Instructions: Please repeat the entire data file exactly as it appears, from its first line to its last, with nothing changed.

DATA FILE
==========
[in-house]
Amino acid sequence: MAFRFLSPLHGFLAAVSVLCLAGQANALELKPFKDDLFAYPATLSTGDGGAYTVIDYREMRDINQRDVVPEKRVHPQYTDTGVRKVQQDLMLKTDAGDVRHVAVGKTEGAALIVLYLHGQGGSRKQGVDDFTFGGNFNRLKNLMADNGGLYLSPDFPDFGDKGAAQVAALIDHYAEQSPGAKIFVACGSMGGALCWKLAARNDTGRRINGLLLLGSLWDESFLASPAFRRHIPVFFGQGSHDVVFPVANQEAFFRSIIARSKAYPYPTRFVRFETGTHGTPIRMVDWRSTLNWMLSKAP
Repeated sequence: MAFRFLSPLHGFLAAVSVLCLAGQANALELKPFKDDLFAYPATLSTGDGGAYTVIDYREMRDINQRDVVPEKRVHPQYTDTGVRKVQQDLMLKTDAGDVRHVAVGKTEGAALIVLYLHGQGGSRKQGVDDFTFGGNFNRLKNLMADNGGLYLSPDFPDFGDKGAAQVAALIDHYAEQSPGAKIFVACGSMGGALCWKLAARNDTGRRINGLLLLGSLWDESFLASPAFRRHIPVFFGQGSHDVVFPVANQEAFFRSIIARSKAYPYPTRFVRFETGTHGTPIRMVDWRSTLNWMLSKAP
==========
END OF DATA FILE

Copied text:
[in-house]
Amino acid sequence: MAFRFLSPLHGFLAAVSVLCLAGQANALELKPFKDDLFAYPATLSTGDGGAYTVIDYREMRDINQRDVVPEKRVHPQYTDTGVRKVQQDLMLKTDAGDVRHVAVGKTEGAALIVLYLHGQGGSRKQGVDDFTFGGNFNRLKNLMADNGGLYLSPDFPDFGDKGAAQVAALIDHYAEQSPGAKIFVACGSMGGALCWKLAARNDTGRRINGLLLLGSLWDESFLASPAFRRHIPVFFGQGSHDVVFPVANQEAFFRSIIARSKAYPYPTRFVRFETGTHGTPIRMVDWRSTLNWMLSKAP
Repeated sequence: MAFRFLSPLHGFLAAVSVLCLAGQANALELKPFKDDLFAYPATLSTGDGGAYTVIDYREMRDINQRDVVPEKRVHPQYTDTGVRKVQQDLMLKTDAGDVRHVAVGKTEGAALIVLYLHGQGGSRKQGVDDFTFGGNFNRLKNLMADNGGLYLSPDFPDFGDKGAAQVAALIDHYAEQSPGAKIFVACGSMGGALCWKLAARNDTGRRINGLLLLGSLWDESFLASPAFRRHIPVFFGQGSHDVVFPVANQEAFFRSIIARSKAYPYPTRFVRFETGTHGTPIRMVDWRSTLNWMLSKAP